The Sports Pope wants Penn State football to get lawst. Mike Francesa delivered a vintage rant Monday when talking about Penn State calling a timeout in the final seconds of Saturday's 56-0 win over Georgia State. The Nittany Lions' coach James Franklin chose to ice the kicker at the end of the game, despite Penn State having a huge lead. Following the timeout, Georgia State missed the kick and Penn State sealed the shutout. The Sports Pope described Franklin as a "horse's a--" for calling timeout.
A Colorado family is trying to get a jogger they've dubbed "The Mad Pooper" from relieving herself in their neighborhood and outside of their house. Cathy Budde told KKTV her kids caught the woman jogger "mid-squat, pants down and unashamed." "They are like, 'There's a lady taking a poop!' So I come outside, and I'm like... 'are you serious?'" Budde said. "'Are you really taking a poop right here in front of my kids!?' She's like, 'Yeah, sorry!'"
Yeah, I don't believe it myself. A group of 45 cosplayers dressed up as Thomas Magnum from the hit '80s series "Magnum, P.I." were thrown out of the Tigers-White Sox game Monday night in Detroit. The 45 men were there for a bachelor party for a man named Joe Tuccini, The News-Herald reports. They were tossed from Comerica Park because they were told one of them was smoking while another was catcalling.
Muck Rack makes it simple to find people, tweets, or articles that mention any name, keyword, company, hashtag etc. We've compiled this guide to help you make the most of your search.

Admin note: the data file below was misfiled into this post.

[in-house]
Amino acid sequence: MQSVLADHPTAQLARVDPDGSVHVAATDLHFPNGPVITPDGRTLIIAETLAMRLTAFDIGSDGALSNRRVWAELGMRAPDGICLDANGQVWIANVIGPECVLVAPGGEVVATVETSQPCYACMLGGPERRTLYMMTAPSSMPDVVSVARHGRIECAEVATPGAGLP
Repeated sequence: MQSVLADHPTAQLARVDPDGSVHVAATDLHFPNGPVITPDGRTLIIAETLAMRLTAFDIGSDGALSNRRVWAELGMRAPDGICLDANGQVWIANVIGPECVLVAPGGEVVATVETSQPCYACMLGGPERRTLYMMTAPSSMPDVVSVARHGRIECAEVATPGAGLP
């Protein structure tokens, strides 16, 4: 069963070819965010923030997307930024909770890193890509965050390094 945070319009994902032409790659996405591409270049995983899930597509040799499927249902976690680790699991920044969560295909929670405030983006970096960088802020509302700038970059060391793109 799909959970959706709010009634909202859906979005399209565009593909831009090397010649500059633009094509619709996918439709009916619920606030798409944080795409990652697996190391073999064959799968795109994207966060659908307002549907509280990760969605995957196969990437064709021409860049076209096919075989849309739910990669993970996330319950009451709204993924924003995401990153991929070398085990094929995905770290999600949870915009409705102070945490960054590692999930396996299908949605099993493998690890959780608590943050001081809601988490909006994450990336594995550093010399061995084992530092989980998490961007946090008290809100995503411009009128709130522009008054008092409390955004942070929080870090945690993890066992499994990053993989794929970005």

Selecting a term
Start searching tweets, articles from media outlets, articles mentioned in tweets, journalists'
names, titles and bios with some suggested searches:
Companies or Topics (e.g. iPhone, Microsoft)
Phrases (e.g. "cloud computing") — use quotes to keep the terms together
Twitter handles (e.g. @username) — returns those who have mentioned or replied to
Names (e.g. "David Pogue")
Hashtags (e.g. #sxsw, #london2012)
Bio details (e.g. vegan, Olympics, father)
Muck Rack's Advanced Search allows for many boolean operators.
Find results that mention multiple specified terms, use AND or
+. For example, ensure each result contains both Elon Musk and Mark Zuckerberg by
searching Obama AND Romney or Obama + Romney.
Use the operators OR or , to broaden your search when you'd like either of
multiple terms to appear in results. (This is the default behavior of our search when no operators
are used.) For example, search for democrat OR republican to find results that refer to
Democrats and/or Republicans.
Use NOT or - to subtract results from your search. For
example, searching Disney will yield results about the Walt Disney Company as well as Walt Disney
World Resort. To exclude mentions of Disney World, search for Disney -World or Disney
When using one of these operators with a phrase, enclose it in quotation marks. For example, you can
find results about smartphones excluding Apple's iPhone 4S by searching smartphone -"iPhone
Exact case matching or punctuation
If you're searching for a brand name or keyword that relies on specific punctuation marks or capitalization, you can
find results that match your exact query by adding matchcase: before the keyword you're searching for, like matchcase:E*TRADE .
Use parentheses to separate multiple
boolean phrases. For example, to find journalists talking about having fun in Disney World or
Disneyland, search for ("disney world" OR disneyland) AND fun.
An asterisk can be used to search for any variation of a root word truncated by the asterisk. For example, searching for admin* will return results for administrator, administration, administer, administered, etc.
A near operator is an AND operator where you can control the distance between the words. You can vary the distance the near operation uses by adding a forward slash and number (between 0-99) such as strawberries NEAR/10 "whipped cream", which means the strawberries must exist within 10 words of "whipped cream".